Unfortunately, many investors let emotions and bad advice derail their strategies long before their investments make that kind of money.

3. Buy When a Stock’s Price is Rising, Not Falling

Because of some fundamental misunderstandings, many investors translate “buy low, sell high” into “buy when the price is falling, sell when the price is rising.” You can imagine how problematic that strategy is for the portfolios.

Instead, what these investors should be doing is buying stocks whose prices are rising. If that means buying at the very ground floor of a stock’s support levels before it takes off, great! But that can also mean buying a stock when it’s broken through an all-time high.

Is that sacrilege? Not at all. To see why, you need to understand that investing is all about calculating a stock’s value, not examining its relative price. So, don’t worry too much whether a stock is up 5% from the previous day. Instead, think about what gives it intrinsic value.

Investor’s Business Daily explains what those factors could be:

  • Solid earnings and sales growth figures
  • A pending product launch that has buyers excited
  • “Sweet margins and return on equity”
  • News that institutional investors are buying

Those could all indicate that a stock’s price will continue an upward trajectory, regardless of whether it’s broken through all-time highs. IBD points to Apple and Intuitive Surgical as two companies whose stocks hit all-time highs, then kept going (to the delight of investors who kept holding).


4. Don’t Use Stocks to Hedge Against Inflation

The stock market has a complicated relationship with inflation.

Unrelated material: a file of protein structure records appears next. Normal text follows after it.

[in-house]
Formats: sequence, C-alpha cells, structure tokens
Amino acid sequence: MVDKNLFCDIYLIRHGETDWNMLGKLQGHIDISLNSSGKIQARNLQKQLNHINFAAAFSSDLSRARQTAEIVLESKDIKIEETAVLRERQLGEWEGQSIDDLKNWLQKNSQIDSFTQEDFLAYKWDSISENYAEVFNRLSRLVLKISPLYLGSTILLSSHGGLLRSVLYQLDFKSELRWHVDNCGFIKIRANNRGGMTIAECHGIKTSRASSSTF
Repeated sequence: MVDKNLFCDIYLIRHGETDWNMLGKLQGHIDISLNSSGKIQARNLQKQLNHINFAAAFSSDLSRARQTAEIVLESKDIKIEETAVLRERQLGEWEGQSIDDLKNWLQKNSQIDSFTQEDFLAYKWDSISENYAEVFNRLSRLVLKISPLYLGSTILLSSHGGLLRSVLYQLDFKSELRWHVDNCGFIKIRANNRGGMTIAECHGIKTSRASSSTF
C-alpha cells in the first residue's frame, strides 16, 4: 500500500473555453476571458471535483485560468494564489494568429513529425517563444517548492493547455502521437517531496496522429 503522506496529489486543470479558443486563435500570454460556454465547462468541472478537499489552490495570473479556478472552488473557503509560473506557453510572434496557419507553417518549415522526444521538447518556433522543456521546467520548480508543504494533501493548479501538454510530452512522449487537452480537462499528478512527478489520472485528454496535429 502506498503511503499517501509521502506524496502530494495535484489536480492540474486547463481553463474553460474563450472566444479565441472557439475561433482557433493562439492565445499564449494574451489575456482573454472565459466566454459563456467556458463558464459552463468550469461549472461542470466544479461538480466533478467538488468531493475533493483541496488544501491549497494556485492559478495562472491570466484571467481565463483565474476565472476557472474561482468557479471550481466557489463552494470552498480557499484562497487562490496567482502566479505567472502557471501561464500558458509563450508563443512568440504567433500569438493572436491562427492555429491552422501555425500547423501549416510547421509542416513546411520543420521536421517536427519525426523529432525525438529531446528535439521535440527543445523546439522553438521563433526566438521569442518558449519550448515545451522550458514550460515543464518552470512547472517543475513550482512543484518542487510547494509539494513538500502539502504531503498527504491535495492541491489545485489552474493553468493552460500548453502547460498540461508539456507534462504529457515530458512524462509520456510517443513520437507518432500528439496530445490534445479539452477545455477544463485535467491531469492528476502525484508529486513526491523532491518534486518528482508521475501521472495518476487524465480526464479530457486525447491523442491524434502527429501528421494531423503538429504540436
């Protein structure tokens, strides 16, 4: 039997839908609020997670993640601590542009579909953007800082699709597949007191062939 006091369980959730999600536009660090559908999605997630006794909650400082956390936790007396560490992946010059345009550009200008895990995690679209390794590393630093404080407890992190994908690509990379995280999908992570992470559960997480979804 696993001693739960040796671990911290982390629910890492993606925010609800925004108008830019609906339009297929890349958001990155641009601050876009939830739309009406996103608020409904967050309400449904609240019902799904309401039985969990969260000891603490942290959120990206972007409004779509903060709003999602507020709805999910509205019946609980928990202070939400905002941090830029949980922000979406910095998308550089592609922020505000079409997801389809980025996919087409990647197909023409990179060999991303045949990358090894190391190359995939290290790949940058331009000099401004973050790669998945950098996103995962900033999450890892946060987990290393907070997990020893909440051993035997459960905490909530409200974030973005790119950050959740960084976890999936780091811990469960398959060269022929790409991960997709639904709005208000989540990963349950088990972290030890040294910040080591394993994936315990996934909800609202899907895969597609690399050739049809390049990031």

Stocks have long been pitched as an inflation hedge, but the only true hedges are assets that appreciate against inflation. Stocks don’t always do that, for two reasons:

  1. Inflation causes interest rates to go up, which is a cue for some investors to pull money from the stock market and move it into high interest rate bonds. Stocks go down as a result.
  2. Inflation also increases the cost of doing business, so company earnings sometimes take a hit as a result.

That said, smart investors can weather inflationary pressures by knowing where to put their money. This goes back to point No. 2 about safe stocks. Recall that a safe stock shows an earnings growth rate that is at least equal to, if not higher than, inflation rates + interest rates.

In other words, your goal is to outpace inflation with your investments, not hedge against it. Stocks can provide a way to make money faster than inflation can erode your money’s value — if you are diligent and disciplined as an investor.

5. Ignore Advice About Age and Risk Tolerance

Conventional wisdom tells investors to rein in risk as they get older. The flipside of that advice is younger investors should take on risk, and there’s maybe no more pernicious myth out there.

This goes back to point No. 2 again: Investors don’t need to take high-risk gambles with their money at any age. Teaching young investors otherwise is to set them up for a lifetime of financial woes. What’s more, they’re likely the most cash-strapped group of investors. They’re in the middle of building careers, starting families, buying homes — the last thing they need to be doing is taking on financial risks.

What young investors have more of, however, is time. And as we’ve seen, time-in-market is what makes people money. Patience pays off in the market no matter your age, but younger investors have more opportunities to reap the bounties of patience.

What you should do next…